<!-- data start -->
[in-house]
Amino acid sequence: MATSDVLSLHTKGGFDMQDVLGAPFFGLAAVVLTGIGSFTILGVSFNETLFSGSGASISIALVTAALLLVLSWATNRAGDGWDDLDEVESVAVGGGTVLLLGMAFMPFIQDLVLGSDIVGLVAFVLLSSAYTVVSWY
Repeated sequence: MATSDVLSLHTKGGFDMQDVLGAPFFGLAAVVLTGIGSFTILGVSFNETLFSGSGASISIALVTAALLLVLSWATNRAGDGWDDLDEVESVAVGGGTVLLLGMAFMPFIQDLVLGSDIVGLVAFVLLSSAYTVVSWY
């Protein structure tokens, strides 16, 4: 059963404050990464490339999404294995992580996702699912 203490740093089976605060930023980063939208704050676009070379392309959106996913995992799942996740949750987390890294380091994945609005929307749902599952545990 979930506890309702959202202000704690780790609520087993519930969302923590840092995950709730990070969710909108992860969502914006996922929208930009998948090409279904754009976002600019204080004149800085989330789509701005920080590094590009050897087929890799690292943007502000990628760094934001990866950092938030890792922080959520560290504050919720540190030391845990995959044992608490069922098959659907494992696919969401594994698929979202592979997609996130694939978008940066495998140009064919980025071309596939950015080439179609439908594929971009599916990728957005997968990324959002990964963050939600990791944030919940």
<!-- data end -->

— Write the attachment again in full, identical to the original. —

[in-house]
Amino acid sequence: MATSDVLSLHTKGGFDMQDVLGAPFFGLAAVVLTGIGSFTILGVSFNETLFSGSGASISIALVTAALLLVLSWATNRAGDGWDDLDEVESVAVGGGTVLLLGMAFMPFIQDLVLGSDIVGLVAFVLLSSAYTVVSWY
Repeated sequence: MATSDVLSLHTKGGFDMQDVLGAPFFGLAAVVLTGIGSFTILGVSFNETLFSGSGASISIALVTAALLLVLSWATNRAGDGWDDLDEVESVAVGGGTVLLLGMAFMPFIQDLVLGSDIVGLVAFVLLSSAYTVVSWY
């Protein structure tokens, strides 16, 4: 059963404050990464490339999404294995992580996702699912 203490740093089976605060930023980063939208704050676009070379392309959106996913995992799942996740949750987390890294380091994945609005929307749902599952545990 979930506890309702959202202000704690780790609520087993519930969302923590840092995950709730990070969710909108992860969502914006996922929208930009998948090409279904754009976002600019204080004149800085989330789509701005920080590094590009050897087929890799690292943007502000990628760094934001990866950092938030890792922080959520560290504050919720540190030391845990995959044992608490069922098959659907494992696919969401594994698929979202592979997609996130694939978008940066495998140009064919980025071309596939950015080439179609439908594929971009599916990728957005997968990324959002990964963050939600990791944030919940």